On the eve of the High-level Segment (HLS), various groups and the Committee of the Whole (CoW) worked feverishly to complete negotiations on the draft framework text and finalize the resolutions expected to be adopted by the Fifth International Conference on Chemicals Management (ICCM5). They managed to largely finish work on four resolutions, agree on the framework’s vision, and revise the framework provisions on capacity building. Consensus on other matters, however, continued to elude them.
The Committee of the Whole (CoW) decided ad referendum on a vision: “Our vision is a planet free of harm from chemicals and waste for a safe, healthy and sustainable future.”
They worked toward consensus on the introductory paragraphs of the framework, as well as the section on principles and approaches. They also reviewed a proposal from the Global Alliance on Health and Pollution (GAHP) to replace the framework’s section on capacity building.
The CoW discussion on the framework’s introduction highlighted differences on references to: proper management of chemicals and waste; the triple planetary crisis; and green chemistry.
The CoW’s principles and approaches debate centered on which principles should be included in the section’s chapeau, with a diverse group of countries, including the US, JAPAN, UK, EU, PAKISTAN, SWITZERLAND, CANADA, OMAN and AUSTRALIA, opposing inclusion of references to specific principles. Numerous developing countries, on the other hand, insisted the chapeau should include a mention of the principle of common but differentiated responsibilities (CBDR).
On capacity building, GAHP’s proposal was met with general acceptance from the CoW, although sticking points remained on technology transfer and language about the “establishment of a data bank.”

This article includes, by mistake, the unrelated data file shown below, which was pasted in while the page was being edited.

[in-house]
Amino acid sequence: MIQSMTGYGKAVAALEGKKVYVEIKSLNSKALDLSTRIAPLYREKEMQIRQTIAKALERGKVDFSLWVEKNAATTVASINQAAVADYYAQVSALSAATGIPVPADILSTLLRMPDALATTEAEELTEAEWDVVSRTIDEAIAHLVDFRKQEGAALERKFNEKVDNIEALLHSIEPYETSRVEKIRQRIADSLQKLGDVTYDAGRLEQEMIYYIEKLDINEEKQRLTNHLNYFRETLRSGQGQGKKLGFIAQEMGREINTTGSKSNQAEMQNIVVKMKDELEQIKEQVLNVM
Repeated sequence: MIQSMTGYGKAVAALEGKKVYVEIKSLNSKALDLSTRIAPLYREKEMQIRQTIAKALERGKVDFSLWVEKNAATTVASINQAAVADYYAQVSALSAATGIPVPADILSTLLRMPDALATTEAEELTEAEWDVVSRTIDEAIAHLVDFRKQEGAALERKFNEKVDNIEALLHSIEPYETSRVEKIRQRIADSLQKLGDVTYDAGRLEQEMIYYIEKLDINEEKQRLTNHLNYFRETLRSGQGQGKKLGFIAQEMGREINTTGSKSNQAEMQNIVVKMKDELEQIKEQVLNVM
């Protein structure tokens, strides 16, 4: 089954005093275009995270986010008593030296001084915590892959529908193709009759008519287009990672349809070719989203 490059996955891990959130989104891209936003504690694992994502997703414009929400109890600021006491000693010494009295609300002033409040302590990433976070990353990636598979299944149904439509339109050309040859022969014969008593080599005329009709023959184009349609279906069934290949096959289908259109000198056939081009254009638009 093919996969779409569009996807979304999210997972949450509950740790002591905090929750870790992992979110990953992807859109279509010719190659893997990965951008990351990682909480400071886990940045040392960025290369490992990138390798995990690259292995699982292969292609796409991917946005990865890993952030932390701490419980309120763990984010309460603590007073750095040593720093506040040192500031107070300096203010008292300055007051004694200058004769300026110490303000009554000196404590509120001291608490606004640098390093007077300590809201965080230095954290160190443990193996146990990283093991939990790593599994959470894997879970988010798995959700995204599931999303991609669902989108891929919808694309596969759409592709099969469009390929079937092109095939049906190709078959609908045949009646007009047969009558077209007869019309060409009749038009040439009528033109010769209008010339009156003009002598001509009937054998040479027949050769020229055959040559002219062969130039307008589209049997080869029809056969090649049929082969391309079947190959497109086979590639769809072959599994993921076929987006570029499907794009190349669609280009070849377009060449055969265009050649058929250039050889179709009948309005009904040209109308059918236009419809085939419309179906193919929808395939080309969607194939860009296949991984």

An Open-ended Working Group (OEWG) on financial considerations tried to break the log jam on the draft framework’s text on dedicated external finance from Tuesday evening, starting with consideration of “clean” simplified text from the co-facilitators on: the “ever increasing need” of developing countries and countries with economies in transition for strengthened financing and the role of the Global Environment Facility (GEF) and the UN Environment Programme’s (UNEP) Special Programme to Support Institutional Strengthening at the National Level for the Implementation of the Basel, Rotterdam and Stockholm Conventions, the Minamata Convention and the Strategic Approach to International Chemicals Management (SAICM).
Delegates largely welcomed the proposal, but replaced language on “ever increasing need” with text recognizing insufficient existing financing for the chemicals and waste cluster. Some reservations remain about references to developing countries and countries with economies in transition.
The OEWG also did not make progress on a highly contested call for increased financing from the private sector, although many favored compromise language calling on governments to operationalize the private sector component of the integrated approach to financing of the sound management of chemicals and waste.
The Resolutions Contact Group managed to finalize draft resolutions on the adoption of the framework and international cooperation, and largely completed work on a resolution on implementation arrangements. A resolution on the measurability framework revealed differences over what initial indicators to highlight, whether to create a specialized expert group to undertake further work, and how indicator work might tie into the indicators for the Sustainable Development Goals (SDGs).
The group agreed to work in the evening on resolutions regarding guidelines for national focal points, highly hazardous pesticides, and the proposal for an international code of conduct on chemicals and waste management.
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All ENB photos are free to use with attribution. For the 5th International Conference on Chemicals Management and Resumed 4th Meeting of the Intersessional Process for Considering SAICM and the Sound Management of Chemicals and Waste Beyond 2020, please use: Photo by IISD/ENB | Mike Muzurakis.